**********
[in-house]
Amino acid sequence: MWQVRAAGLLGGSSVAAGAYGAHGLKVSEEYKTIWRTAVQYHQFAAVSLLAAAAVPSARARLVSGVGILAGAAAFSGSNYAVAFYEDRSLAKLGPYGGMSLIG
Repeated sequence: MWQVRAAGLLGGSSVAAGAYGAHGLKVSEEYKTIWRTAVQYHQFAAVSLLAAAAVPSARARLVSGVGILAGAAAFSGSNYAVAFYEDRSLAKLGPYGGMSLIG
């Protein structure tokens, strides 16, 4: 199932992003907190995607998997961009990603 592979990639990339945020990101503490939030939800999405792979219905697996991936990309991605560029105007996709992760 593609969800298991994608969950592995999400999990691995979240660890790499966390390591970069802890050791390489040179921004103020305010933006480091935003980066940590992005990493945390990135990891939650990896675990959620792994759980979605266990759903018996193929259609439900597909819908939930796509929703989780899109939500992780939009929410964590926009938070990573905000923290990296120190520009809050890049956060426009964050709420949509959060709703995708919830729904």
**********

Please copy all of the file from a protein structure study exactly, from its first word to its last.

[in-house]
Amino acid sequence: MWQVRAAGLLGGSSVAAGAYGAHGLKVSEEYKTIWRTAVQYHQFAAVSLLAAAAVPSARARLVSGVGILAGAAAFSGSNYAVAFYEDRSLAKLGPYGGMSLIG
Repeated sequence: MWQVRAAGLLGGSSVAAGAYGAHGLKVSEEYKTIWRTAVQYHQFAAVSLLAAAAVPSARARLVSGVGILAGAAAFSGSNYAVAFYEDRSLAKLGPYGGMSLIG
């Protein structure tokens, strides 16, 4: 199932992003907190995607998997961009990603 592979990639990339945020990101503490939030939800999405792979219905697996991936990309991605560029105007996709992760 593609969800298991994608969950592995999400999990691995979240660890790499966390390591970069802890050791390489040179921004103020305010933006480091935003980066940590992005990493945390990135990891939650990896675990959620792994759980979605266990759903018996193929259609439900597909819908939930796509929703989780899109939500992780939009929410964590926009938070990573905000923290990296120190520009809050890049956060426009964050709420949509959060709703995708919830729904």